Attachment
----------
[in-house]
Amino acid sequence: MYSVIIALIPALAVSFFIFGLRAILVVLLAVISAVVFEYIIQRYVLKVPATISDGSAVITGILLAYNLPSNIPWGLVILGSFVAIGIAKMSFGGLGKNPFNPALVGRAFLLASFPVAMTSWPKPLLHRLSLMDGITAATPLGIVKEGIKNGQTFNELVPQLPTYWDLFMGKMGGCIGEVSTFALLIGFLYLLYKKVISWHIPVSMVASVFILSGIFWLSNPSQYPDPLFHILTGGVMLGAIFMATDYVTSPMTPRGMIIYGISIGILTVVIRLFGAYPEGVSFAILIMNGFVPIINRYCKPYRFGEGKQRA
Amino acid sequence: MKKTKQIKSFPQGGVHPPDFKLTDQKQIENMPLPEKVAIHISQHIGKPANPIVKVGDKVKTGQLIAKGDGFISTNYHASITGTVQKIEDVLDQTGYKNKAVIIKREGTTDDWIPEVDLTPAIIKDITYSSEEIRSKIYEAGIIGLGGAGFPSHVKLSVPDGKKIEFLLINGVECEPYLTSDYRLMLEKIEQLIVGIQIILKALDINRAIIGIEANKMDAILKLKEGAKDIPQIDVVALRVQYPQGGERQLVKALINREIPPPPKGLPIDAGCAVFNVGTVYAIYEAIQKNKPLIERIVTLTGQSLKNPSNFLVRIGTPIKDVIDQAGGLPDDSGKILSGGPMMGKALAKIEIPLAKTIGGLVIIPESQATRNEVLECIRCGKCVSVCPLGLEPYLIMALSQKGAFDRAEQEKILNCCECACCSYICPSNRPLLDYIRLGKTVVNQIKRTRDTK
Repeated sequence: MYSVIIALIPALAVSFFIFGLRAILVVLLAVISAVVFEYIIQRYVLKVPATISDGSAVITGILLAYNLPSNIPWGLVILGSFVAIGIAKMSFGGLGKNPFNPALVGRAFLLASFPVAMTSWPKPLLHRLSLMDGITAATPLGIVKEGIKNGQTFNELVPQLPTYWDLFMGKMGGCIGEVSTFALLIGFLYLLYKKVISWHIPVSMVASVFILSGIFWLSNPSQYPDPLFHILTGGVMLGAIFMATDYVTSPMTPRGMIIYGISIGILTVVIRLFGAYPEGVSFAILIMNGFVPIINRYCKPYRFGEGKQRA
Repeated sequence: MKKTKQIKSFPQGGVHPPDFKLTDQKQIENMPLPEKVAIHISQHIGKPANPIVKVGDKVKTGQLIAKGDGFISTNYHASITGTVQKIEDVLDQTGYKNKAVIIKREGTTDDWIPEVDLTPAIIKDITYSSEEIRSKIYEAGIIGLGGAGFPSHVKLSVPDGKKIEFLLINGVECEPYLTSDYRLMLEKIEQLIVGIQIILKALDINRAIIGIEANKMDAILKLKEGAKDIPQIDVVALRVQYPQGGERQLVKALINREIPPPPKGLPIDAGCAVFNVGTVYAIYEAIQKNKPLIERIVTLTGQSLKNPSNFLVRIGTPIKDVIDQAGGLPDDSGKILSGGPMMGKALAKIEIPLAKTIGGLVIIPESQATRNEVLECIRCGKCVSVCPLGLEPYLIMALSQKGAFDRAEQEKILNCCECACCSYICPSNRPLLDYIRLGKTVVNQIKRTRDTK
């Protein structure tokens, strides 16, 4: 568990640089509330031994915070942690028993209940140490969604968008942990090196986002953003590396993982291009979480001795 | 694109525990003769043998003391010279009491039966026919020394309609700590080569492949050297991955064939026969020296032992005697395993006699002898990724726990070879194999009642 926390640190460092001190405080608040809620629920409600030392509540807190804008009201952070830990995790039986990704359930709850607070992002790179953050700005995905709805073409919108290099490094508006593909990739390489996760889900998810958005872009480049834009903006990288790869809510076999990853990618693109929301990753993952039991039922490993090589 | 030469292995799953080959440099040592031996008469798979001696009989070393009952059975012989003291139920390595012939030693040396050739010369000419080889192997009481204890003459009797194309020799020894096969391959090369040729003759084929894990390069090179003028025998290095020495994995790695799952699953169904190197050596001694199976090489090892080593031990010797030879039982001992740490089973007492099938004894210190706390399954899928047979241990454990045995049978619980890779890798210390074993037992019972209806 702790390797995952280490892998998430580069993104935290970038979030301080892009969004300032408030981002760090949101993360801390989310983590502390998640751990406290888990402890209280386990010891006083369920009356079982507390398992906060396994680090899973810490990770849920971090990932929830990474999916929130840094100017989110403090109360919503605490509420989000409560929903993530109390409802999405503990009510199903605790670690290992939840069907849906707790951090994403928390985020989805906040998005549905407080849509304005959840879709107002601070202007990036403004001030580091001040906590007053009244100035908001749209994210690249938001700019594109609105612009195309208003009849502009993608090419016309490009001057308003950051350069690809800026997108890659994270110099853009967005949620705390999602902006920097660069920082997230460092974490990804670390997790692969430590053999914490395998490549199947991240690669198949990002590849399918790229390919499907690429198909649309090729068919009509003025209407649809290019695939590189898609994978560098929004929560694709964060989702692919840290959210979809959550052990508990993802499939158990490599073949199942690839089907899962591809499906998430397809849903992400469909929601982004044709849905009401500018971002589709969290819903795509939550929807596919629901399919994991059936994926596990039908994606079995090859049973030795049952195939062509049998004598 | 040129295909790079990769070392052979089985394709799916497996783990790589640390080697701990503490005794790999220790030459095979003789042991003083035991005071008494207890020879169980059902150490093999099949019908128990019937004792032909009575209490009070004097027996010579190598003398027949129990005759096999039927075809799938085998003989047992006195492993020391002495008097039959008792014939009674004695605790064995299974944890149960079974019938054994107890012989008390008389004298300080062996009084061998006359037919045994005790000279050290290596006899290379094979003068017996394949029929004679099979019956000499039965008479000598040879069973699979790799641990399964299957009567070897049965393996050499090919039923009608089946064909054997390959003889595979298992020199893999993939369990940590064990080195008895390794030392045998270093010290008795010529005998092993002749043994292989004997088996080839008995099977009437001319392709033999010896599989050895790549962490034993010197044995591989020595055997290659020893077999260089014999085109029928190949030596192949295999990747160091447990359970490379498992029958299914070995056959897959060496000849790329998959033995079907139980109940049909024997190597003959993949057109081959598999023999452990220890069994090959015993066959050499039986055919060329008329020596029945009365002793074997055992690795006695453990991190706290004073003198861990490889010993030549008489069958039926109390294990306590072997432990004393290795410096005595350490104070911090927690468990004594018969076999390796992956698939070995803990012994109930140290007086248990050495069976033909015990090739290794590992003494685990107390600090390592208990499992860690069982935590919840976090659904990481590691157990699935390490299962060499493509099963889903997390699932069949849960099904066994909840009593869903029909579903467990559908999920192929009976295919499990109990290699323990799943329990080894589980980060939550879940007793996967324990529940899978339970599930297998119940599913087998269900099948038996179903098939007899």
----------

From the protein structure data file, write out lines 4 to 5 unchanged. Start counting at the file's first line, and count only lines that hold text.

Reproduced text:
Repeated sequence: MYSVIIALIPALAVSFFIFGLRAILVVLLAVISAVVFEYIIQRYVLKVPATISDGSAVITGILLAYNLPSNIPWGLVILGSFVAIGIAKMSFGGLGKNPFNPALVGRAFLLASFPVAMTSWPKPLLHRLSLMDGITAATPLGIVKEGIKNGQTFNELVPQLPTYWDLFMGKMGGCIGEVSTFALLIGFLYLLYKKVISWHIPVSMVASVFILSGIFWLSNPSQYPDPLFHILTGGVMLGAIFMATDYVTSPMTPRGMIIYGISIGILTVVIRLFGAYPEGVSFAILIMNGFVPIINRYCKPYRFGEGKQRA
Repeated sequence: MKKTKQIKSFPQGGVHPPDFKLTDQKQIENMPLPEKVAIHISQHIGKPANPIVKVGDKVKTGQLIAKGDGFISTNYHASITGTVQKIEDVLDQTGYKNKAVIIKREGTTDDWIPEVDLTPAIIKDITYSSEEIRSKIYEAGIIGLGGAGFPSHVKLSVPDGKKIEFLLINGVECEPYLTSDYRLMLEKIEQLIVGIQIILKALDINRAIIGIEANKMDAILKLKEGAKDIPQIDVVALRVQYPQGGERQLVKALINREIPPPPKGLPIDAGCAVFNVGTVYAIYEAIQKNKPLIERIVTLTGQSLKNPSNFLVRIGTPIKDVIDQAGGLPDDSGKILSGGPMMGKALAKIEIPLAKTIGGLVIIPESQATRNEVLECIRCGKCVSVCPLGLEPYLIMALSQKGAFDRAEQEKILNCCECACCSYICPSNRPLLDYIRLGKTVVNQIKRTRDTK